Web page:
Implementation of sound reservoir management strategies is crucial in maximizing economic recoveries. Correct identifications of key geologic features, rock properties, state of reservoir fluids and dominant recovery mechanisms determine applicable reservoir management strategies. The critical steps in devising technically sound strategies should consider all available data and incorporate current technologies. The management strategies selected must be economic, conserve reservoir energy and adaptable to emerging technologies. Five reservoir management principles are presented as guides for determination and implementation of reservoir management strategies. These are: (1) Conservation of reservoir energy (2) Early implementation of simple strategies (3) Sustained and systematic collection of data (4) Continuous application of improved recovery technologies (5) Long term retention of staff in multi-disciplinary teams.
The presentation will review case histories of reservoirs to illustrate the applications of the five reservoir management principles. The first case history is that of the 26R Reservoir. This is a classical example of a gravity drainage reservoir that was later developed massively with horizontal wells. The case histories of MBB/W31S Reservoirs and North Coles Levee Field are compared. These reservoirs are analogous geologically. The impact of reservoir management strategies on reservoir performance is reviewed by comparing the performances of the two reservoirs. Reservoir management strategies should be adopted early in the development plans for deep-water reservoirs. Emphasis is placed on the use of geostatistics in reservoir characterization. Reservoir modeling is discussed as an effective tool for reservoir management.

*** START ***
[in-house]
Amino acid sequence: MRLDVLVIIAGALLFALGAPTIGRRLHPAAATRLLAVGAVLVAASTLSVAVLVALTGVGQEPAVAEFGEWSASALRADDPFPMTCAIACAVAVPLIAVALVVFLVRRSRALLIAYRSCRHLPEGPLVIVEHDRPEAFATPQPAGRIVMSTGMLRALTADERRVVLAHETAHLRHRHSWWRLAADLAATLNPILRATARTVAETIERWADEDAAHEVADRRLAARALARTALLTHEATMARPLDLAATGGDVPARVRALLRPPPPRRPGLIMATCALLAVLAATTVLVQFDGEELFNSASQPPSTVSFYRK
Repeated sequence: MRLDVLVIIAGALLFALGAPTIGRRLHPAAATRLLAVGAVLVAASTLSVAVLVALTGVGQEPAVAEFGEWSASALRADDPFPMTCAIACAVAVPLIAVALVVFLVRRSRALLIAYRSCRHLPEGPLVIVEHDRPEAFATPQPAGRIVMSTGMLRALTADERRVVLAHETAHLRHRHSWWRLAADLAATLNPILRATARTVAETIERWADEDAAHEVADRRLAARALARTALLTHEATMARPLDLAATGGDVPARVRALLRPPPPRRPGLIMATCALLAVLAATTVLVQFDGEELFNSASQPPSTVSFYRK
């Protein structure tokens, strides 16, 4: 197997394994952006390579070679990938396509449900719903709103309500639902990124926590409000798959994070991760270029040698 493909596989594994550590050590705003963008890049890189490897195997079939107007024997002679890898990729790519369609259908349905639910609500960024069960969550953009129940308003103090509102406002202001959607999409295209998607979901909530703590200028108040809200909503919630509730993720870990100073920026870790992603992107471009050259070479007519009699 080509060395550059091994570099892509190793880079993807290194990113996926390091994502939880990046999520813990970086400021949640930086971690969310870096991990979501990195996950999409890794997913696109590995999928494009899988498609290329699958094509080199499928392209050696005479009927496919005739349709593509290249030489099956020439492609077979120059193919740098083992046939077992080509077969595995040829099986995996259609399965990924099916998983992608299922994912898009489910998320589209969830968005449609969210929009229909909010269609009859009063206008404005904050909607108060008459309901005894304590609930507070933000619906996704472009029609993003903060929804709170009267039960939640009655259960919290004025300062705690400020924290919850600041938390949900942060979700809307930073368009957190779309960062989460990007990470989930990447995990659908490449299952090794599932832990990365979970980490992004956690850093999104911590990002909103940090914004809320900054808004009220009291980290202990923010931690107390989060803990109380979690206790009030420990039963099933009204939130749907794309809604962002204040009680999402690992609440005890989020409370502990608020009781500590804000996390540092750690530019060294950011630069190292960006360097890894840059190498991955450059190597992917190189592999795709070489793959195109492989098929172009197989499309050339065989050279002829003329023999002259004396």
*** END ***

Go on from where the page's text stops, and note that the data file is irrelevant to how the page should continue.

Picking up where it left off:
The presentation will demonstrate through case histories that technically sound reservoir management strategies can be successfully implemented on old and new reservoirs by using the five reservoir management principles in developing reservoir management plans
About the Author
John Nnaemeka Ezekwe holds BS in petroleum engineering, MS in chemical engineering, an MBA and a PhD degree in chemical and petroleum Engineering, all from the University of Kansas. Currently, he is a Reservoir Engineering Advisor with Devon Energy Corporation on special reservoir projects. Previously, he worked for Pennzoil E&P Co. as a Petroleum Engineering Advisor on worldwide projects. From 1982-1998, he worked for Bechtel Petroleum Operations as Manager of Reservoir Studies, Reservoir Engineering Supervisor and Staff Reservoir Engineer. And from 1977-1982, he was a Research Associate at Kurata Thermodynamics Laboratory of the University of Kansas. He is a registered engineer in Texas and California and has published 15 technical papers on chemical and petroleum engineering topics.